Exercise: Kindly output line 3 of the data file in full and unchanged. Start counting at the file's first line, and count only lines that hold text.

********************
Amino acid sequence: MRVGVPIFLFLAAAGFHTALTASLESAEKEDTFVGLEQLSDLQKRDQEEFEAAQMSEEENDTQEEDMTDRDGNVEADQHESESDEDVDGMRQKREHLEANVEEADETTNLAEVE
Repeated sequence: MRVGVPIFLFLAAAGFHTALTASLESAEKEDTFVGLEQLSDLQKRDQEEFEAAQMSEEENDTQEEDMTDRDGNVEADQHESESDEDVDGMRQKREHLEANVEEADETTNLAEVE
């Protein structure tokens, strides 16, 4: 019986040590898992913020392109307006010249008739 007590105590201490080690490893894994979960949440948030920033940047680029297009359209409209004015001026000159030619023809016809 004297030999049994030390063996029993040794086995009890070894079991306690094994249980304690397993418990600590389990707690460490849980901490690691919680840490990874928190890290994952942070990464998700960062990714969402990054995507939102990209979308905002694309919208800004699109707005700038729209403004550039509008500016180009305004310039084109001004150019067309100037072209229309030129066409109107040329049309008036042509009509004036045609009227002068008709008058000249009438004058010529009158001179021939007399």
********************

């Protein structure tokens, strides 16, 4: 019986040590898992913020392109307006010249008739 007590105590201490080690490893894994979960949440948030920033940047680029297009359209409209004015001026000159030619023809016809 004297030999049994030390063996029993040794086995009890070894079991306690094994249980304690397993418990600590389990707690460490849980901490690691919680840490990874928190890290994952942070990464998700960062990714969402990054995507939102990209979308905002694309919208800004699109707005700038729209403004550039509008500016180009305004310039084109001004150019067309100037072209229309030129066409109107040329049309008036042509009509004036045609009227002068008709008058000249009438004058010529009158001179021939007399």